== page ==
It’s estimated that one in about 100 people around the world suffers from celiac disease and many others that are not diagnosed. Celiac disease is an autoimmune disorder that causes damage to the small intestine when gluten is digested. The long-term result is intestinal damage that makes it difficult for the body to absorb needed nutrients.
In addition to adopting a gluten-free lifestyle, it’s important that celiac disease sufferers understand the effects of the disease on oral health.
According to the Celiac Disease Foundation, those who suffer from celiac disease are at an increased risk of several dental and mouth problems.
- Tooth Enamel: Celiac disease disrupts the proper formation of enamel on the teeth. For children, this is often an early indication that the disease is present. The defects tend to be symmetrical and can show up as grooves, horizontal lines, or discoloration. Adults diagnosed with celiac disease tend to have pitting or grooves in the teeth. Early diagnosis is key to help encourage or repair enamel formation.
- Dental Development: Undiagnosed celiac disease can cause children to experience delayed dental development. Baby teeth tend to be lost at a slower rate than those without celiac disease, and permanent teeth appear later than expected. The condition can also thwart the skeletal development of the facial bones including the jaw bone.
- Mouth Sores: A symptom of celiac disease is the recurrence of canker sores. These small ulcers show up in the mouth frequently for celiac disease sufferers and can be painful. While there are other underlying causes of canker sores, it is a common sign of celiac disease. Adherence to a gluten-free diet tends to reduce the severity and frequency of outbreaks.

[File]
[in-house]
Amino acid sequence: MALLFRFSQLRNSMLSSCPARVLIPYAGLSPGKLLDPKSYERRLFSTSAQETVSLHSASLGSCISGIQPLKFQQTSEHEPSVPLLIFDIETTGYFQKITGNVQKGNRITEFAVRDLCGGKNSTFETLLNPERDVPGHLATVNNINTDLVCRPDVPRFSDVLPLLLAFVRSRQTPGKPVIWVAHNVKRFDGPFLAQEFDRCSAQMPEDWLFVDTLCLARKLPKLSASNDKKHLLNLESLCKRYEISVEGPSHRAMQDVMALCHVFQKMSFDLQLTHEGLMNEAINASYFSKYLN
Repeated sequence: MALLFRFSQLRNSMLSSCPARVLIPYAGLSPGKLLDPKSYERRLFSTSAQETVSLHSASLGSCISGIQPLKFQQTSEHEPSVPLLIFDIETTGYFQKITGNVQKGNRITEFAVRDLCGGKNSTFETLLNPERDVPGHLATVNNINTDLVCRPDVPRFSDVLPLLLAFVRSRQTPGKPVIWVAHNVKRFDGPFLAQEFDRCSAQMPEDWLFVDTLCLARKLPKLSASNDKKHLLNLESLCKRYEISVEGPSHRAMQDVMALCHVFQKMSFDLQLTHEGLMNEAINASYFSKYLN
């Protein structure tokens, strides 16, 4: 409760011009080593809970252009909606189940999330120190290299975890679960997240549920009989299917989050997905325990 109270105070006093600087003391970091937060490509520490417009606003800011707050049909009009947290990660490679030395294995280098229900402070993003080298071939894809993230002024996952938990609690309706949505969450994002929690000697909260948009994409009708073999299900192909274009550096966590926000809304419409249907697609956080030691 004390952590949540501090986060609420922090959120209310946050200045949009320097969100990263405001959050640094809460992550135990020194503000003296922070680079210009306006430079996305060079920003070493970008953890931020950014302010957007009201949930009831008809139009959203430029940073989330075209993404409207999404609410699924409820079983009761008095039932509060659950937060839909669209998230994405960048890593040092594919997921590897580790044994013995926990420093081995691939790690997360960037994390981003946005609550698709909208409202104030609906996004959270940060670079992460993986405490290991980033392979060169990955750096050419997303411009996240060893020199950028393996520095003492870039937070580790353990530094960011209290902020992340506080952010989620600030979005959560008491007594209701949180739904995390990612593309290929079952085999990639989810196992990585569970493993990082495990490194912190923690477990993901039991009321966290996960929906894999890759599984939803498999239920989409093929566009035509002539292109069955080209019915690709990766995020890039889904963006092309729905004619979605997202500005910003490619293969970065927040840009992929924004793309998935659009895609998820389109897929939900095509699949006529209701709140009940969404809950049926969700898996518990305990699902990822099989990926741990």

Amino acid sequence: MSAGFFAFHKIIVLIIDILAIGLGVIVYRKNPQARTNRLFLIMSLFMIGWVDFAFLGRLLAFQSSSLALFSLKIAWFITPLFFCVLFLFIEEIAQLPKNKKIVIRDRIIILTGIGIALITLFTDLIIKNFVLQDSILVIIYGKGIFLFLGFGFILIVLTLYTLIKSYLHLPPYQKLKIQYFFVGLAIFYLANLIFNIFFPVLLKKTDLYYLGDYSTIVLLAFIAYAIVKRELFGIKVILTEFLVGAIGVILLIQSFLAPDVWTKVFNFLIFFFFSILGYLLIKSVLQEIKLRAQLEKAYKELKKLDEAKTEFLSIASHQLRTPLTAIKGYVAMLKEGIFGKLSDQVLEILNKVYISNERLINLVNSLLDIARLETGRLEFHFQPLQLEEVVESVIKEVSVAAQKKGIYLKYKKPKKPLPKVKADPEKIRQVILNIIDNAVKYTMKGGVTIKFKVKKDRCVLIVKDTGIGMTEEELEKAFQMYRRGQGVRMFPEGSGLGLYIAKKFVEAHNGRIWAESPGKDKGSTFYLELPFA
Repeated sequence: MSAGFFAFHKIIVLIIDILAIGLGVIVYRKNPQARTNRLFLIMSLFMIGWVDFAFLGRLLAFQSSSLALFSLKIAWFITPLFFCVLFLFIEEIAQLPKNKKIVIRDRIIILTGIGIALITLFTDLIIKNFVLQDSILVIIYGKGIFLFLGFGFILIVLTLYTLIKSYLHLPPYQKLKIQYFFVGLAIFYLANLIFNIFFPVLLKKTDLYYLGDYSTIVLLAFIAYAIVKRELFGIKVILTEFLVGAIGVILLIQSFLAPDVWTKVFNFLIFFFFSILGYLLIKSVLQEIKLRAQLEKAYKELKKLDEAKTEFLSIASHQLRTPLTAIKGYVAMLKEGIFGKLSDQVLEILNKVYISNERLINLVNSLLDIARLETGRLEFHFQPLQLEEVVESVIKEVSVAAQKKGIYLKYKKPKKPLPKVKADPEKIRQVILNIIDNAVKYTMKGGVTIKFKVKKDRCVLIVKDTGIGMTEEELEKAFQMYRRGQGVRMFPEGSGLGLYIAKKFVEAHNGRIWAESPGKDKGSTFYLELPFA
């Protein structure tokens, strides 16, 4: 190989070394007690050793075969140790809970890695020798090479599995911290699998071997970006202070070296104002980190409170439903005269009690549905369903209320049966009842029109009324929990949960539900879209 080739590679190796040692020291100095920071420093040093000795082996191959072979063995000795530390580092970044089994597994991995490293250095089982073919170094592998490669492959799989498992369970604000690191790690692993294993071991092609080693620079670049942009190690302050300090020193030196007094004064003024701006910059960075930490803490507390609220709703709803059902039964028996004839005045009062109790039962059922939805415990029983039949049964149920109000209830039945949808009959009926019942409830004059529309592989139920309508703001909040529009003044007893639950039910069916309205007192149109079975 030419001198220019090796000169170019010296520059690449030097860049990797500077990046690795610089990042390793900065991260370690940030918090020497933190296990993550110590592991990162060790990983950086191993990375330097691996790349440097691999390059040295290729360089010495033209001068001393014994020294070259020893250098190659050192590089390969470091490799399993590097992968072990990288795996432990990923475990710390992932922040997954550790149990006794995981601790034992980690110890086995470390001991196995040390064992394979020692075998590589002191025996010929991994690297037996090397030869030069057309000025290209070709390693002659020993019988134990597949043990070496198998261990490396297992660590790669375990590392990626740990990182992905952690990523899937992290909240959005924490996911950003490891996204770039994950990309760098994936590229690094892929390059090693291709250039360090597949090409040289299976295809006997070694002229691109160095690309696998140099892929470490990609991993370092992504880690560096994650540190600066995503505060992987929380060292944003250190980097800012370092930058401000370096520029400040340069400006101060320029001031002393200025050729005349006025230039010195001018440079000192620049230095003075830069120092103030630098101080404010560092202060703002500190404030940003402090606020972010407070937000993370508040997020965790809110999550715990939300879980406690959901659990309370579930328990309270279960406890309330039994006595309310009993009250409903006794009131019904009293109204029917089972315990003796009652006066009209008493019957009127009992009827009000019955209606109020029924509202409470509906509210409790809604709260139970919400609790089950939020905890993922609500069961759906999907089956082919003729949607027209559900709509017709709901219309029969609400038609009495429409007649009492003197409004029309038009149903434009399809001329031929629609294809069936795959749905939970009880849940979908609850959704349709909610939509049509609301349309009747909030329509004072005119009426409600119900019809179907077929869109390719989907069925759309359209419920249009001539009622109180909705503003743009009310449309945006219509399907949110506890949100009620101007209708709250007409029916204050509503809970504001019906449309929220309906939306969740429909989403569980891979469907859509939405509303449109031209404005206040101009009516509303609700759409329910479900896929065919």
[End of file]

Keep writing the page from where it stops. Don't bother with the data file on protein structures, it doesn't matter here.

- Cavities: Studies have shown that some children have a higher incidence of cavities (or dental caries) when celiac disease is present. It is believed this is due to the structural change of the enamel and chemical makeup of the developed teeth.
- Tongue: Some celiac disease sufferers experience a change in their tongue and other areas inside the mouth. It is believed that the resulting burning pain or dryness is because the body is not able to absorb certain vitamins and iron. Some mouth cancers result, however, this appears to be with people who do not adhere to an entirely gluten-free diet.
Celiac disease is life-changing, no matter at what age a person is diagnosed. If you suspect you, or someone you care about, is suffering from celiac disease, it’s important to see you physician for a complete assessment and diagnosis.
If you are dealing with celiac disease, contact us! We understand the effects on dental health and will work with you on your options about the good oral health steps you can take.